Dogs Successfully Trained to Sniff Out COVID, Could Prevent Spread of Virus at Airports and Travel Hubs

Dogs Successfully Trained to Sniff Out COVID, Could Prevent Spread of Virus at Airports and Travel Hubs

Man’s best friend has a dazzling sense of smell. Dogs are reputable odor connoisseurs with up to 300 million smell receptors in their schnozzes (compared to a paltry five to six million in humans) and 40 percent more brain space devoted to analyzing smells. Fido is able to pick up even the faintest traces of any smell better than any instrument man-made. This super-canine skill has been used to locate missing persons (paging Lassie), find illegal drugs, dangerous compounds such as explosives and capture smuggled contraband. And now we’re using it to root out COVID-19.

In a new study published Monday in the British Medical Journal, a group of Finnish researchers found that dogs trained to sniff out coronavirus could detect it among airport travelers with nearly 100 percent accuracy, raising hopes that our furry friends could provide fast and effective detection of COVID infections not only in crowded public spaces or travel hubs–places considered at a higher risk for virus transmission–but also hospitals and even schools.

“This is a very important study demonstrating that COVID-19 detector dogs can achieve greater than 90 percent accuracy and sensitivity which is comparable to current testing methods but much faster,” Kenneth Furton, a biochemist at Florida International University who was not involved in the study but has previously studied using dogs to detect COVID infections, told The Daily Beast in an email. “COVID-19 detector dogs provide results in seconds rather than minutes or hours and thus can provide screening of large numbers of people without delaying them.”

The idea of using smell to diagnose disease stretches back to ancient times. The sense of smell in humans isn’t strong enough to diagnose disease, but dogs might have a stronger sense. Studies have shown our four-legged companions can smell volatile organic compounds (VOCs), which are specific chemicals produced by the human body that enter our blood, urine, feces, skin, or breath.

Dogs are trained to recognize VOCs that can be caused by diseases such as epilepsy, diabetes, epilepsy and malaria .. When the pandemic hit, scientists hypothesized the canine’s sensitive nose would also be able to smell COVID. And that did seem to be the case–several preliminary studies out of France, the U.K., Germany, and the UAE found that people infected with the virus had a particular sweaty aroma that the uninfected lacked, which dogs could pick up.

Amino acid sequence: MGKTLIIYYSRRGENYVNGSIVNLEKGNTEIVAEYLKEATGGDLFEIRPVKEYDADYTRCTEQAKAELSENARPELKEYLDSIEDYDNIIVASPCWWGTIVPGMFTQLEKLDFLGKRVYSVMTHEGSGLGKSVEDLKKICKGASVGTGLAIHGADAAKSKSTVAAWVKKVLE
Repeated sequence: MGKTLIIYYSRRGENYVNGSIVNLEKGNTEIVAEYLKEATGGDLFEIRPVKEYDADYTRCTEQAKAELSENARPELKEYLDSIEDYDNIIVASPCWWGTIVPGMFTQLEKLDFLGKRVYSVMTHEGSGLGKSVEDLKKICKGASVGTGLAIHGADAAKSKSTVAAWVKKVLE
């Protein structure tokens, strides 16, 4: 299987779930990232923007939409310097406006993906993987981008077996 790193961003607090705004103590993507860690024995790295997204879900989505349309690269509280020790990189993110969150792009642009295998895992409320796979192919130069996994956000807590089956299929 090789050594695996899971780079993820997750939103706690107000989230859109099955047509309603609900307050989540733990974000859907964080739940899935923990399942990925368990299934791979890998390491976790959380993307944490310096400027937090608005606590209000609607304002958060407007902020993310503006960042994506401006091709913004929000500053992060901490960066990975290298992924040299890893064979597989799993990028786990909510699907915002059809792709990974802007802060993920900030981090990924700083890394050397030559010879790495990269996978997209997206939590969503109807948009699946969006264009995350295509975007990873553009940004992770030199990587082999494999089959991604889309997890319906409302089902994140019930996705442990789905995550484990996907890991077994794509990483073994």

In the new study, Finnish researchers took already trained sniffer dogs and had them learn the sweaty scent of the coronavirus. The four dogs were then made to smell more than 420 skin swabs–a quarter of them from volunteers who tested positive for COVID and the rest from those who were negative. The results were impressive: The trained sniffers had a combined diagnostic accuracy of 92 percent in detecting which samples were infected or uninfected. The canine sniffers were again put to use, screening passengers at Finland’s Helsinki-Vantaa International Airport. During a pilot program that ran for about four months in the fall of 2020, the dogs’ sniff tests were compared to 303 COVID PCR taken from incoming travelers. All 296 swabs identified as negative by PCR tests were also identified negative by the dogs, meaning their accuracy edged close to 98 percent. There were three positive cases the dogs missed–one due to the alpha variant, which the dogs weren’t trained to smell.

There are still significant questions that have yet to be answered. Scientists still have not identified the VOC that is linked with COVID. Another is what these findings mean for populations with a high prevalence of COVID-19 since there wasn’t much of the virus among the airport passengers studied. The Finnish researchers estimate that in hypothetical scenarios of high prevalence like what you might see in a hospital or assisted living facility during the height of an outbreak, the dogs might still have pretty high accuracy with 88 percent for positive cases and nearly 95 percent for negative cases. However, further studies using larger data sets are required to confirm this.

There’s also the practicality of training large packs of COVID-19 sniffing dogs across the world and for different variants. The Finnish study showed that the dogs couldn’t detect one case of the alpha virus in their dog because they had been exposed to all the variants.

“We did not think dogs would distinguish different variants,” Dr. Anna Hielm-Bjorkman, a veterinarian at the University of Helsinki and lead author of the study, told The Daily Beast in an email. We now have the information we need to know that there are subtle changes in pathogens and it is necessary for us to train with them. This new information is crucial for the next epidemic. At the same time, it is nothing to worry about, as we know it is quick and easy to retrain dogs that already can sniff human diseases.”

Sniffer dogs could still be a promising avenue for rapid, effective, and potentially life-saving detection, especially if COVID is here to stay. In the U.S., Furton and colleagues at Florida International University conducted two pilot programs testing out COVID-19 detector dogs at Miami International Airport with promising results. Trained dogs are already used in some Massachusetts schools to detect COVID on surfaces. And some made their cute, although solemn appearance during a Miami Heat basketball game in February 2021. And while COVID-19 can spread to pets who are in close contact with humans, dogs seem to be largely safe from infection. Man’s best friend might just become our best tool in the fight against COVID.

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